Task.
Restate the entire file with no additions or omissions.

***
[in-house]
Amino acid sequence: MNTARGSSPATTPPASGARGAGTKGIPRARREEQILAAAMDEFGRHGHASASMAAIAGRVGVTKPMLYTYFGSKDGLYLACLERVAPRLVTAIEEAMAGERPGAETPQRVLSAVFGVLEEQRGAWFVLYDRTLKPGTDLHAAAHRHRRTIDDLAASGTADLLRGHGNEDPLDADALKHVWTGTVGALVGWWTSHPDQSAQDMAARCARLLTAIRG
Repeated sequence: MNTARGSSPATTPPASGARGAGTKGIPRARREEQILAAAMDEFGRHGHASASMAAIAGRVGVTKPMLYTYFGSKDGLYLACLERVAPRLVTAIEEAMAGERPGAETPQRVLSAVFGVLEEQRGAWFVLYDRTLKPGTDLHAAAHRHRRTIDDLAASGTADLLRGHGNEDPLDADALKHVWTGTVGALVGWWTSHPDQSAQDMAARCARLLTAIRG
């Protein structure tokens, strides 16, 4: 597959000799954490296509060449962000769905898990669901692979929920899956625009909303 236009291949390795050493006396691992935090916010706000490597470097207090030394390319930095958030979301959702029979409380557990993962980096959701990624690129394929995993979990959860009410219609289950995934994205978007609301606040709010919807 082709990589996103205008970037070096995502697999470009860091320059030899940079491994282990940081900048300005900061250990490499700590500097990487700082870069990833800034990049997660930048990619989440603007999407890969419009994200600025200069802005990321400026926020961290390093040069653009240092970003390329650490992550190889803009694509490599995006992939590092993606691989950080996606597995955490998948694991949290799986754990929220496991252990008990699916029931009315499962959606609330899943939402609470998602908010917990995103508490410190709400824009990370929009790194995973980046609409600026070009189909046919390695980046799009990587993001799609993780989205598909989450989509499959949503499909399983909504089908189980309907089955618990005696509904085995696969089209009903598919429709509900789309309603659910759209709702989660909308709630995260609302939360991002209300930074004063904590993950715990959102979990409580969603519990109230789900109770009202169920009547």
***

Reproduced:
[in-house]
Amino acid sequence: MNTARGSSPATTPPASGARGAGTKGIPRARREEQILAAAMDEFGRHGHASASMAAIAGRVGVTKPMLYTYFGSKDGLYLACLERVAPRLVTAIEEAMAGERPGAETPQRVLSAVFGVLEEQRGAWFVLYDRTLKPGTDLHAAAHRHRRTIDDLAASGTADLLRGHGNEDPLDADALKHVWTGTVGALVGWWTSHPDQSAQDMAARCARLLTAIRG
Repeated sequence: MNTARGSSPATTPPASGARGAGTKGIPRARREEQILAAAMDEFGRHGHASASMAAIAGRVGVTKPMLYTYFGSKDGLYLACLERVAPRLVTAIEEAMAGERPGAETPQRVLSAVFGVLEEQRGAWFVLYDRTLKPGTDLHAAAHRHRRTIDDLAASGTADLLRGHGNEDPLDADALKHVWTGTVGALVGWWTSHPDQSAQDMAARCARLLTAIRG
């Protein structure tokens, strides 16, 4: 597959000799954490296509060449962000769905898990669901692979929920899956625009909303 236009291949390795050493006396691992935090916010706000490597470097207090030394390319930095958030979301959702029979409380557990993962980096959701990624690129394929995993979990959860009410219609289950995934994205978007609301606040709010919807 082709990589996103205008970037070096995502697999470009860091320059030899940079491994282990940081900048300005900061250990490499700590500097990487700082870069990833800034990049997660930048990619989440603007999407890969419009994200600025200069802005990321400026926020961290390093040069653009240092970003390329650490992550190889803009694509490599995006992939590092993606691989950080996606597995955490998948694991949290799986754990929220496991252990008990699916029931009315499962959606609330899943939402609470998602908010917990995103508490410190709400824009990370929009790194995973980046609409600026070009189909046919390695980046799009990587993001799609993780989205598909989450989509499959949503499909399983909504089908189980309907089955618990005696509904085995696969089209009903598919429709509900789309309603659910759209709702989660909308709630995260609302939360991002209300930074004063904590993950715990959102979990409580969603519990109230789900109770009202169920009547």